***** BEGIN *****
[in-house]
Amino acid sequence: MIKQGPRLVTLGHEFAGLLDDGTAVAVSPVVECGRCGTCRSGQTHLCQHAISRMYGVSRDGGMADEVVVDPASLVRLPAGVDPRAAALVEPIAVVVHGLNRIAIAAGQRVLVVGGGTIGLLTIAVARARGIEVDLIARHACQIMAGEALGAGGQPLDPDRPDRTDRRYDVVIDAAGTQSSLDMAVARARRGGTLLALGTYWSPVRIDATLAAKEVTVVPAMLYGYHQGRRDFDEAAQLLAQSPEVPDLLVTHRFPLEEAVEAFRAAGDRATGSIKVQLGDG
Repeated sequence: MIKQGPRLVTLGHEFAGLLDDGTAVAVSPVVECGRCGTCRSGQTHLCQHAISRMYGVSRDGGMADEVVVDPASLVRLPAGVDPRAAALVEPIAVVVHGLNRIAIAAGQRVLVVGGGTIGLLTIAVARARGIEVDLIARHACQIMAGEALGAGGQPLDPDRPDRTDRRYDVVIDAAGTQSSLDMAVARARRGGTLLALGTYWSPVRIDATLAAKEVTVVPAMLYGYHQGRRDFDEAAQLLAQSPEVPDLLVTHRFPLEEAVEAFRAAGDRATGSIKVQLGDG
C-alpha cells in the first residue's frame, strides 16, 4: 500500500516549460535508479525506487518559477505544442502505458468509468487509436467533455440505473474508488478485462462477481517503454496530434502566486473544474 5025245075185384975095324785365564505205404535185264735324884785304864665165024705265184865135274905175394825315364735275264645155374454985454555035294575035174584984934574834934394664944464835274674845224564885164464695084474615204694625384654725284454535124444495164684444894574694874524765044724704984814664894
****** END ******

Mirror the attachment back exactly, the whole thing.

[in-house]
Amino acid sequence: MIKQGPRLVTLGHEFAGLLDDGTAVAVSPVVECGRCGTCRSGQTHLCQHAISRMYGVSRDGGMADEVVVDPASLVRLPAGVDPRAAALVEPIAVVVHGLNRIAIAAGQRVLVVGGGTIGLLTIAVARARGIEVDLIARHACQIMAGEALGAGGQPLDPDRPDRTDRRYDVVIDAAGTQSSLDMAVARARRGGTLLALGTYWSPVRIDATLAAKEVTVVPAMLYGYHQGRRDFDEAAQLLAQSPEVPDLLVTHRFPLEEAVEAFRAAGDRATGSIKVQLGDG
Repeated sequence: MIKQGPRLVTLGHEFAGLLDDGTAVAVSPVVECGRCGTCRSGQTHLCQHAISRMYGVSRDGGMADEVVVDPASLVRLPAGVDPRAAALVEPIAVVVHGLNRIAIAAGQRVLVVGGGTIGLLTIAVARARGIEVDLIARHACQIMAGEALGAGGQPLDPDRPDRTDRRYDVVIDAAGTQSSLDMAVARARRGGTLLALGTYWSPVRIDATLAAKEVTVVPAMLYGYHQGRRDFDEAAQLLAQSPEVPDLLVTHRFPLEEAVEAFRAAGDRATGSIKVQLGDG
C-alpha cells in the first residue's frame, strides 16, 4: 500500500516549460535508479525506487518559477505544442502505458468509468487509436467533455440505473474508488478485462462477481517503454496530434502566486473544474 5025245075185384975095324785365564505205404535185264735324884785304864665165024705265184865135274905175394825315364735275264645155374454985454555035294575035174584984934574834934394664944464835274674845224564885164464695084474615204694625384654725284454535124444495164684444894574694874524765044724704984814664894